Due to the current global pandemic, we are experiencing shipping delays. Apologies for any inconvenience caused & thanks for your understanding!

Helping Kids with Special Needs Interact and Play

Helping Kids with Special Needs Interact and Play

November 09, 2020

Like all children, it’s important for children with special needs to interact and play so that they can build their confidence, have fun and form relationships with others. Communication and cognitive delays can sometimes make it difficult for children with special needs to interact and play, however, there are things that you can do to help support them. In this blog, SpecialKids Company will give you some ideas and tips on how ro help kids with special needs interact and play

Practice Turn Taking and Sharing

There are many ways in which you can practice turn taking and sharing, which is an important part of learning to play with others. For example, you could use a board game or an interactive one on a tablet. If your child finds it difficult to take turns you might find that prompts will help, such as holding up a symbol card that reminds them to wait or holding up your hand. You should encourage your child by praising them when they successfully wait and share as this will reinforce the positive behaviour.

Inviting Friends Home

If there are children that your child connects with at school or at play groups. Encourage friendships by inviting the children they suggest for after-school playdates. Your child will usually be more relaxed in their home environment and will be more able to work on appropriate social interaction. It is also beneficial to talk to your child afterwards to discuss what they learnt and what they would like to do next time to continue encouraging these types of interactions. 

Using Social Stories to develop play skills

Social stories can be used to help children with special needs understand situations and interact with others. A social story might help your child to develop a certain play skill and manage social situations with their peers. There are lots of social stories available online or you can create your own tailored to your child’s specific needs.

Lend a helping a hand

If your child or their peer needs help, don’t be afraid to step in and do so. Sometimes children need encouragement or help to interact and play and stepping in to help them can help to prevent frustration and upset. Things won’t always go according to plan but if you can make interacting and playing with others as enjoyable as possible for your child, chances are they will want to try it again.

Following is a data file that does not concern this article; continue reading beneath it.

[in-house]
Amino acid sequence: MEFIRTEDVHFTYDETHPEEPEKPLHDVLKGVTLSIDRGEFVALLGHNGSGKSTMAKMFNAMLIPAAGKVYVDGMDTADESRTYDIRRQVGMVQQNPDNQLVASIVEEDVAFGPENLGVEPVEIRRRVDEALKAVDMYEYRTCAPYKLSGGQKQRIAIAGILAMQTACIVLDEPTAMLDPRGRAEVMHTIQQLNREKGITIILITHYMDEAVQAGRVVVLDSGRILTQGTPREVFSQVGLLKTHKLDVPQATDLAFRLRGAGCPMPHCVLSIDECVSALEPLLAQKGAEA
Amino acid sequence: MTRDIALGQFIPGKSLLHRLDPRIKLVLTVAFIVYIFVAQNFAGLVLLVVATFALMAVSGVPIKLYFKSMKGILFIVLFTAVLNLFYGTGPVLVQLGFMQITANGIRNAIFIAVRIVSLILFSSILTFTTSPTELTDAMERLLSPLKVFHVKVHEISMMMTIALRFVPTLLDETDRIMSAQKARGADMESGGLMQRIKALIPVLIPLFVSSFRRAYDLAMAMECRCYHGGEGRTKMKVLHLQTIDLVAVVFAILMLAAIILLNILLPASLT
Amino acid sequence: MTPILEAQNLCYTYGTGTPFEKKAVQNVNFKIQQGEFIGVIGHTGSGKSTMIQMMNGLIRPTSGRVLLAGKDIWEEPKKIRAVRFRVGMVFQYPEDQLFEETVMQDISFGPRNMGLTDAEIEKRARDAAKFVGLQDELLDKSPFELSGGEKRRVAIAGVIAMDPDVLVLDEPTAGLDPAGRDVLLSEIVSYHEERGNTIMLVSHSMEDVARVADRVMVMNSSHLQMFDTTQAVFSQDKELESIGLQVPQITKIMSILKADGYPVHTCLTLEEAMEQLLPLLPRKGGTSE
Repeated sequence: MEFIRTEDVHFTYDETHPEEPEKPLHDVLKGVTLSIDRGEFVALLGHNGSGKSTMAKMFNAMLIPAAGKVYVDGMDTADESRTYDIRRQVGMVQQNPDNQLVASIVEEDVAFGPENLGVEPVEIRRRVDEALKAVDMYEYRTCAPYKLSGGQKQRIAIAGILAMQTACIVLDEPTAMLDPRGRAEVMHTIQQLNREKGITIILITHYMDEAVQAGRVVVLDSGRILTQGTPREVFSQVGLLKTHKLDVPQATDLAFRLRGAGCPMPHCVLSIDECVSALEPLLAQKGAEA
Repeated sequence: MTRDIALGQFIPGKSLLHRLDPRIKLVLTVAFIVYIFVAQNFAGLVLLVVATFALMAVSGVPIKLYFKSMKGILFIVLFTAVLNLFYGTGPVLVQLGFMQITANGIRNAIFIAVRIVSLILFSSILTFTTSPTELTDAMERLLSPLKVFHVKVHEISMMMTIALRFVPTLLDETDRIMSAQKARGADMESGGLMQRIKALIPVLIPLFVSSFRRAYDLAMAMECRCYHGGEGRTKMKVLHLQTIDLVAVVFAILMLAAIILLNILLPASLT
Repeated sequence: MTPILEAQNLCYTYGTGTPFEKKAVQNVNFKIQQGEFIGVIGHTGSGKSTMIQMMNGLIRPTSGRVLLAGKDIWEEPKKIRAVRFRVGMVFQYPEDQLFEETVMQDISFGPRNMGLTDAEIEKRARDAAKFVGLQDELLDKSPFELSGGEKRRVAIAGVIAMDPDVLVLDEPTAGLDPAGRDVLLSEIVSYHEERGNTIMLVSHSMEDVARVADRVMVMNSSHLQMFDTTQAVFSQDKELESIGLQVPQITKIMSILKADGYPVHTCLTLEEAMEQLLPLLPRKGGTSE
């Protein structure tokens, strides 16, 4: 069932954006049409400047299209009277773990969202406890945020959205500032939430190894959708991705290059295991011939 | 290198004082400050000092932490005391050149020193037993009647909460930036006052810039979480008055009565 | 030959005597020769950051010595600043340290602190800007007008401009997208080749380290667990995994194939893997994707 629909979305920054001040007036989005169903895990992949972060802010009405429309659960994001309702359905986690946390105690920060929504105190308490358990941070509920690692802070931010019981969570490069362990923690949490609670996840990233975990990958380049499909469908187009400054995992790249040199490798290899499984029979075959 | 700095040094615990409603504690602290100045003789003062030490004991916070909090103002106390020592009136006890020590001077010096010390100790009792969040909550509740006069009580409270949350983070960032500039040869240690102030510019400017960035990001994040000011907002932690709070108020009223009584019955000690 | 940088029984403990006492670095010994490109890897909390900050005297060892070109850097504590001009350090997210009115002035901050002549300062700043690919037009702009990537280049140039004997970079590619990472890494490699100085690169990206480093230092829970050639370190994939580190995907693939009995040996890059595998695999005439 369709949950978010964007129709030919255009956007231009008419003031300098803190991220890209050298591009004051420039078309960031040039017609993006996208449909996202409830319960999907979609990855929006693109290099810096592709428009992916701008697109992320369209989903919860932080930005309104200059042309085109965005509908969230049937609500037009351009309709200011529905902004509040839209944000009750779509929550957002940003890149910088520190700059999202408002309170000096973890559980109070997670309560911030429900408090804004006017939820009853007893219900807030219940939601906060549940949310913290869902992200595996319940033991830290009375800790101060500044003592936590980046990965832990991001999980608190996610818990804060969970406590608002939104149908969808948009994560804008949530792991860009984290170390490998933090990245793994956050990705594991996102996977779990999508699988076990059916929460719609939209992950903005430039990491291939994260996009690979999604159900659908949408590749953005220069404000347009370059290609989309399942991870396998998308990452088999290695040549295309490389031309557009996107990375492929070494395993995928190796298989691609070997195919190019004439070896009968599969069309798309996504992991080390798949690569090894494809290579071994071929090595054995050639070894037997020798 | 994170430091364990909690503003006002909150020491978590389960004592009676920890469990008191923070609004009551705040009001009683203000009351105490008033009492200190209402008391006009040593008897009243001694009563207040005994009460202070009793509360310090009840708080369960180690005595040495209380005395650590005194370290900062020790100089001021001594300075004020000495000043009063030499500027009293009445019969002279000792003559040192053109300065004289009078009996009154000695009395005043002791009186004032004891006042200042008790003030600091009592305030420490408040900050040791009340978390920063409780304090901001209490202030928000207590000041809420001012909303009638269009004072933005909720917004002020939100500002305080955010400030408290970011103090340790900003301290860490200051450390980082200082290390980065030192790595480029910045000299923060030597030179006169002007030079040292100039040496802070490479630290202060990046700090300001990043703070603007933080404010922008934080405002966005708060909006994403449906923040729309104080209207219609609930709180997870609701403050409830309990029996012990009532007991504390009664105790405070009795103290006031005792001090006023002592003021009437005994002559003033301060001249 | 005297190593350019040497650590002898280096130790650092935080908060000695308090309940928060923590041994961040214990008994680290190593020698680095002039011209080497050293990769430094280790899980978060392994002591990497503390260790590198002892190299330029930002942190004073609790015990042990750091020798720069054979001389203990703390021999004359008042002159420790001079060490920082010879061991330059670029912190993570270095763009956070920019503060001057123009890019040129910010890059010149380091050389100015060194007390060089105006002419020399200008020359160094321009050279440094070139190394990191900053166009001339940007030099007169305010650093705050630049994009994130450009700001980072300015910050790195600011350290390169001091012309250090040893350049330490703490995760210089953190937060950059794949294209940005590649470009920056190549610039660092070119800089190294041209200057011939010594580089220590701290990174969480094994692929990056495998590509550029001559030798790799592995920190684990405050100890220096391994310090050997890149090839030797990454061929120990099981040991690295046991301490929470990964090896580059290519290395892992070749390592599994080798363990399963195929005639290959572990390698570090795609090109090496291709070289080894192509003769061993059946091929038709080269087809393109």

Easy activities to try

  1. Sensory Play and Tactile Activities

Sensory play is fun and therapeutic. The stimulation can help to improve the connections in the brain which are important for learning. It can help to develop fine motor skills and improve emotional development by providing an outlet for sensory deficits or overload. Sensory play is a positive experience that children with special needs can benefit from and share together regardless of age and ability.

  1. Music for SEN Children

Music is a universal language that everyone speaks. It can help children with special needs to interact and understand themselves as well as those around them. 

Instruments can be a really fun thing for children to play with together and it doesn't have to be expensive. It can be as simple as using a handmade ‘shaker’ with a bottle and dried beans. Music can teach children how to take turns, listen, respond and participate in an activity. 

  1. Art Activities with SEN children

Art is another great tool to help children with special needs play and interact. It’s a creative outlet that needs no words and can be accessible for all. It’s another great sensory experience that can encourage meaningful interaction. 

We hope that these ideas help.

Leave a comment

Comments will be approved before showing up.

Also in Latest update

How to support a child with ADHD
How to support a child with ADHD

April 27, 2022

Attention deficit hyperactivity disorder (ADHD) is a condition that affects behaviour resulting in difficulties concentrating, restlessness and impulsiveness. It can also be linked to sleep and anxiety disorders.

Read More

Pacifier and Bottle Weaning for Children with Autism
Pacifier and Bottle Weaning for Children with Autism

April 06, 2022

Pacifiers and bottles are a comfort to young children and often weaning a child away from them is a gradual process and not always an easy one. Weaning an autistic child from a pacifier or bottle can be a lot more complicated. These objects are a huge comfort to them, part of their daily routine and can provide sensory input, helping them to self-regulate.

Read More

Potty Training Tips for Children with Autism
Potty Training Tips for Children with Autism

March 30, 2022

Potty training is something that can be both stressful and rewarding. It takes patience, understanding and – usually – a lot of accidents along the way. There is no ‘one size fits all’ guide for potty training any child and yes, you’ve guessed it – there is no autism potty training guide either! 

Read More